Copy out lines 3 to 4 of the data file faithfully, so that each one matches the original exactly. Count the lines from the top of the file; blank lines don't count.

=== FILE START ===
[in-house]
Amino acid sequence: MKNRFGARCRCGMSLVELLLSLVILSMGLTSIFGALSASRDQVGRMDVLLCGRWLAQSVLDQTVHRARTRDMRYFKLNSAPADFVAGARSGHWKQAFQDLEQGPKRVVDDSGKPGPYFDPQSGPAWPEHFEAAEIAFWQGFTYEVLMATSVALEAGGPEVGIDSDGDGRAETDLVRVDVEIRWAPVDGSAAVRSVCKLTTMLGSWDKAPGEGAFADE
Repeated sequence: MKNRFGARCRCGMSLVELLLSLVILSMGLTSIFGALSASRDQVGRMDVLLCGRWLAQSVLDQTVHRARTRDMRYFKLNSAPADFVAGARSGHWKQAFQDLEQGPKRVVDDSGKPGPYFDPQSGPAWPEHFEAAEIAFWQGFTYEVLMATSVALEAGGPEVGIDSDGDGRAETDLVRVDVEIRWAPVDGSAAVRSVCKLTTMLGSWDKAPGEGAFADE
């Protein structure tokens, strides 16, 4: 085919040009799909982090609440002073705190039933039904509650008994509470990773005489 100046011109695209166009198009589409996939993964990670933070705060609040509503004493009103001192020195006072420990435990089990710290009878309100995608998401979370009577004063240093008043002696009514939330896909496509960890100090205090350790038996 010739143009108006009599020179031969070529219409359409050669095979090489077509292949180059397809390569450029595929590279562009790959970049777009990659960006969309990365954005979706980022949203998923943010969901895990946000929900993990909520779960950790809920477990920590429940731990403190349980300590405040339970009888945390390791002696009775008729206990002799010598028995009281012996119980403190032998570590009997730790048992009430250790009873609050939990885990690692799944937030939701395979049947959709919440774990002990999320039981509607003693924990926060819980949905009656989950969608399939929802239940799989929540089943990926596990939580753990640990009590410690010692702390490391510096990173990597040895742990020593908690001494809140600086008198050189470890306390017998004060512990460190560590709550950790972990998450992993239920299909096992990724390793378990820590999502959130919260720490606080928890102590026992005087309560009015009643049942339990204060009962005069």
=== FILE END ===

Repeated sequence: MKNRFGARCRCGMSLVELLLSLVILSMGLTSIFGALSASRDQVGRMDVLLCGRWLAQSVLDQTVHRARTRDMRYFKLNSAPADFVAGARSGHWKQAFQDLEQGPKRVVDDSGKPGPYFDPQSGPAWPEHFEAAEIAFWQGFTYEVLMATSVALEAGGPEVGIDSDGDGRAETDLVRVDVEIRWAPVDGSAAVRSVCKLTTMLGSWDKAPGEGAFADE
């Protein structure tokens, strides 16, 4: 085919040009799909982090609440002073705190039933039904509650008994509470990773005489 100046011109695209166009198009589409996939993964990670933070705060609040509503004493009103001192020195006072420990435990089990710290009878309100995608998401979370009577004063240093008043002696009514939330896909496509960890100090205090350790038996 010739143009108006009599020179031969070529219409359409050669095979090489077509292949180059397809390569450029595929590279562009790959970049777009990659960006969309990365954005979706980022949203998923943010969901895990946000929900993990909520779960950790809920477990920590429940731990403190349980300590405040339970009888945390390791002696009775008729206990002799010598028995009281012996119980403190032998570590009997730790048992009430250790009873609050939990885990690692799944937030939701395979049947959709919440774990002990999320039981509607003693924990926060819980949905009656989950969608399939929802239940799989929540089943990926596990939580753990640990009590410690010692702390490391510096990173990597040895742990020593908690001494809140600086008198050189470890306390017998004060512990460190560590709550950790972990998450992993239920299909096992990724390793378990820590999502959130919260720490606080928890102590026992005087309560009015009643049942339990204060009962005069």